The slower the off-season moves, the more restless we get. Baseball has already been gone for a month, and Yankee baseball gone almost two. With little significant activity on the trade and free agent markets, our idle thoughts can turn us mad. With these mad thoughts we can come up with some pretty silly ideas.
This is precisely what happened today when I thought of a post for this slot. Both ideas were pretty terrible, but with little to no action they seemed better than nothing. And so I present to you, a pair of damn terrible ideas to move along the off-season.
Trading for Jeremy Affeldt
Earlier today Ken Rosenthal reported that the Giants are looking to trade Jeremy Affeldt or Ramon Ramirez. The reason: their bullpen is just too expensive. It seems silly for them to cry poor after signing Javier Lopez to a two-year, $8.5 million contract earlier this off-season, but that’s apparently the situation. Since the Yankees are in the market for a lefty reliever, there’s a natural inclination to connect him with the Yanks. Unfortunately, it’s a pretty bad idea.
Affedlt is due $5 million in 2012, which is quite a sum for any reliever, let alone a LOOGY. Yet even as a LOOGY he’s not a guaranteed performer. His numbers from the past few years might look good on the whole, but here’s how he has performed against lefties.
The walk rates are far worse than Boone Logan has ever done. Sure, he can strike out a lefty if need be, but the walks remove some of that luster. Remember, too, that his low home run rates from the last two years came when he pitched in a pitcher-friendly park. He might come cheaply, since he’s a salary dump, but that’s a lot of salary for such a mediocre pitcher. The Yanks are better off sticking with Logan and spending that money elsewhere.
Adding a bad contract to get Garza
If the Cubs can dish Carlos Zambrano in any way, they just might do it. He’s owed $18 million this year, and the Cubs would do well to save even a fraction of that. They also have Alfonso Soriano, due $54 million in the next three years. Another recent Rosenthal report states: “The Cubs, to facilitate a deal, are willing to pay a significant portion of…Soriano’s contract.” At the same time, they’re said to be shopping Matt Garza.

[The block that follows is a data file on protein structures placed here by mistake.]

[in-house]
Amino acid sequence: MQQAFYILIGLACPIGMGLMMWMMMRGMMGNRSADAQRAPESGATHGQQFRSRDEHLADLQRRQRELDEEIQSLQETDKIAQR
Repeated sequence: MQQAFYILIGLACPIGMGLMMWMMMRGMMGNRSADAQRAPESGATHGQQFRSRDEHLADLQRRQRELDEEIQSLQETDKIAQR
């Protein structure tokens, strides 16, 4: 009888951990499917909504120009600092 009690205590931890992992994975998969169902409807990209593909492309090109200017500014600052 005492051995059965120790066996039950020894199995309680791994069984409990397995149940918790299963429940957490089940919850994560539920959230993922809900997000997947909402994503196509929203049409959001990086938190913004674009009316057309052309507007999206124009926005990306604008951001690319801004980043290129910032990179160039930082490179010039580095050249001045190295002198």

That might set off a lightbulb. Could the Yankees try to take on one of these players in order to make a Garza deal more palatable? The answer, very plainly, is no. Even if it were a possibility, it wouldn’t be a very good idea. It would mean the Yankees would actually have to use those players in some capacity.
If the Cubs do intend to deal Garza, they likely want the greatest return in terms of prospects they can get. They might want to get rid of Soriano, and they might want to get rid of Zambrano. But they don’t necessarily want to get rid of Garza. They want to do that to get a return. Getting rid of the other guys is just a bonus. That is to say: why would they take less than possible on Garza just to shed dollars? That question gets amplified when we consider that teams wouldn’t be taking on all of Soriano’s or Zambrano’s contracts.
Let’s imagine for a moment that the Cubs are in dire financial straits and would take a lesser package of players for Garza if it meant trading Soriano or Zambrano. Why would the Yankees want either of them? Sure, they’d come far cheaper than their current contracts, but they won’t come for free. Zambrano is crazy, he walks too many guys, and his strikeout rate fell considerably last season. Soriano is under contract for his ages 36 through 38 seasons, and he’s had a rough go of it lately. His OBP hasn’t been over .330 since 2008, and last year it was below .300. And, despite a .375 wOBA in April, he still finished with a .325 wOBA.
At this point in the off-season, with a desolate, baseball-less winter ahead, our brains stir at any peep of baseball news. If it involves something the Yanks might do, we can stir even more. Yet the grim reality is that few of the currently available options make sense. That won’t stop us from discussing them, of course. But that doesn’t make the ideas any better.